A US and Saudi role in PM Hariri’s resignation?
There is a connection between the arrests in Saudi Arabia, including that of Prince Alwaleed Bin Talal, and the resignation of the Sunni Saad Hariri. The Saudis and the Sunnis, in effect, have lost the war in Syria. Iran and its proxies have won it. The Asad win means that ISIS and the anti-regime jihadist factions sustained for years by the monarchies of the Gulf (Riyadh and Doha in particular) have lost. In Lebanon, Hariri knows that he can only maintain power as long as he works within the agreement signed with Hezbollah and their Christian allies, led by President Aoun. The Hariri resignation represents the next Saudi-American-Israeli move to prevent the Shiite Front from enjoying their victory. The US has military bases in Iraq; they have also established bases in Syria and they will be reluctant to leave. Hariri’s resignation will cause an institutional crisis in Lebanon. But, it could also cause the kind of political chaos that translates to factional violence on the streets. Indeed, the tactic might well be to trigger another Lebanese civil war – or to transfer the Syrian war to Lebanon. The goal is to break Hezbollah, who have gotten too strong for their own good.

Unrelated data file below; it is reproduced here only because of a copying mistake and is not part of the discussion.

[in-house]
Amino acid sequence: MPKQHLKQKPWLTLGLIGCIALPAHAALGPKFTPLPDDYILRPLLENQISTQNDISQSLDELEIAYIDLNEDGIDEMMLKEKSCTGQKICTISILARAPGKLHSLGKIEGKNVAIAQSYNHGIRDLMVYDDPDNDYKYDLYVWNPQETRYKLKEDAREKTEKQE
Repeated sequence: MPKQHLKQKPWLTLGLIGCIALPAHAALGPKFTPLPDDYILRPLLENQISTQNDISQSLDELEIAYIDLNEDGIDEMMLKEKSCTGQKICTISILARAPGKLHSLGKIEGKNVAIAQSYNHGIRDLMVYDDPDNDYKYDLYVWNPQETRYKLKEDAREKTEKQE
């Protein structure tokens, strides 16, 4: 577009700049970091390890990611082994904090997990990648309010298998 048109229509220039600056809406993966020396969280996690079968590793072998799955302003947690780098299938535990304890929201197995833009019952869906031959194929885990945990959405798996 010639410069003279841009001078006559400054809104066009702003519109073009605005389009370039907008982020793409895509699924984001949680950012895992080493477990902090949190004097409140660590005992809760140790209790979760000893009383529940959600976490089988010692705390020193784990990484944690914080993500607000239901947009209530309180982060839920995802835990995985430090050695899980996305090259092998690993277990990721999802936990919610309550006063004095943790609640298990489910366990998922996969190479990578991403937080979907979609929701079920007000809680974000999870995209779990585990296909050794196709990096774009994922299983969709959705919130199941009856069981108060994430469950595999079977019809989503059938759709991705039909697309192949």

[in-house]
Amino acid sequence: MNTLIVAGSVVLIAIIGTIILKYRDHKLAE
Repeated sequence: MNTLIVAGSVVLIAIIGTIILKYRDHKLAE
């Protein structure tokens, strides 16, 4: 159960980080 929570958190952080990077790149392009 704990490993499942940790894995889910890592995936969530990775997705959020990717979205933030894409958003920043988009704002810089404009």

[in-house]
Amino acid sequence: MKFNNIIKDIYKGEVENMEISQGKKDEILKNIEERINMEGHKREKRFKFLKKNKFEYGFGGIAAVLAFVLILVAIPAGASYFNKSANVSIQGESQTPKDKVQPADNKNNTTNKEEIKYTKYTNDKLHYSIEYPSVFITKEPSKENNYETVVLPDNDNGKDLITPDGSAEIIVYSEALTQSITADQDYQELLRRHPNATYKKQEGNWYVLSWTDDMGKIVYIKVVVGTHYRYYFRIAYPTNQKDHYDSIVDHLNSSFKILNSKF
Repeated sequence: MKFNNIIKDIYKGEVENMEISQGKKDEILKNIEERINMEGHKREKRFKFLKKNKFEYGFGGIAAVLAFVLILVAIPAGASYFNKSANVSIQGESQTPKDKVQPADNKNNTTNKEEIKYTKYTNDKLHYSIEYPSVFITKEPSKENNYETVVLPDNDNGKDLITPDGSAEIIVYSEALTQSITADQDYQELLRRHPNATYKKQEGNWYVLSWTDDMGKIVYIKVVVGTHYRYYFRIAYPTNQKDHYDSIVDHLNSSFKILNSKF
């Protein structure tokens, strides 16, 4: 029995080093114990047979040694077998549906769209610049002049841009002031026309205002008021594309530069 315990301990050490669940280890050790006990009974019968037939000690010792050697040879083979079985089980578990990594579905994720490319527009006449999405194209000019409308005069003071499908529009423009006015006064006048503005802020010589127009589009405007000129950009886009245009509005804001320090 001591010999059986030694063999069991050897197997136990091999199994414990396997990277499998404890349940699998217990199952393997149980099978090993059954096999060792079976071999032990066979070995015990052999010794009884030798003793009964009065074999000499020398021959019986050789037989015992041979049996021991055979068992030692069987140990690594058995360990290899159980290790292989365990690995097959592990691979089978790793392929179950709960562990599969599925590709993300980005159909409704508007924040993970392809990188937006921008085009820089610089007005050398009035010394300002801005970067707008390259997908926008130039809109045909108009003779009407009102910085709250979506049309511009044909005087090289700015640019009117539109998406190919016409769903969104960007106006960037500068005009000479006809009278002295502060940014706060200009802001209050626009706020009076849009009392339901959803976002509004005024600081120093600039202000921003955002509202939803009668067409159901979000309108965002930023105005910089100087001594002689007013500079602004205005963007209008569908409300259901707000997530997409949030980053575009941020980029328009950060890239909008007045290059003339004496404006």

In addition to the defeat in Syria, Saudi Arabia has to handle the heavy consequences of the war in Yemen where it is struggling, despite having made billions of arms purchases from the USA and UK, to defeat much less equipped Houthi rebels – which are perceived as allies of Iran, because they are a Shiite sect. The fact that the Houthis once ruled Yemen – until 1962 – is often overlooked.
The Saudis are preparing for a massive shift.
The Saudis are struggling to save face. Prince Mohammed bin Salman, the de-facto ruler, may be very ambitious and seems to be in a competition with the Emir of Qatar, who is about the same young age. Their failure to win in Yemen may inspire the Shiites who live in Saudi Arabia in the rich oil region of the northeast. The arrests of the princes, including Talal, helps Prince Salman divert blame and attention from the military failures just as Syria, Iran, and Hezbollah will be scoring their final and decisive points against ISIS. Salman is out to build his power and has targeted the biggest figures in Saudi Arabia for arrest (don’t feel too sorry for them, they are confined in luxurious quarters).
The ultimate goal, given his stated ambition to reform Islam, will probably be to encourage a wider Sunni participation in Saudi causes. In other words, Salman wants to move to a ‘normal’ Sunni religious approach (allowing women to drive, opening movie theatres) like Qatar or the UAE – but less like the progressive Kuwait. This, in Salman’s strategy, could help stem the popularity of Hezbollah and drive a deeper wedge between the entire Sunni world and the Shiites. It’s a case of softening the Wahhabi ideology – rather than strengthening it – to beat the Shiite tide. It’s not that Alwaleed Bin Talal was a radical Wahhabi. On the contrary, he’s more progressive than Salman will ever be. But he and other more open-minded figures may have criticized the royal family one too many times. Thus, they undermine the Saudi royal family’s authority at a time when its new leading figures want more power to make radical changes.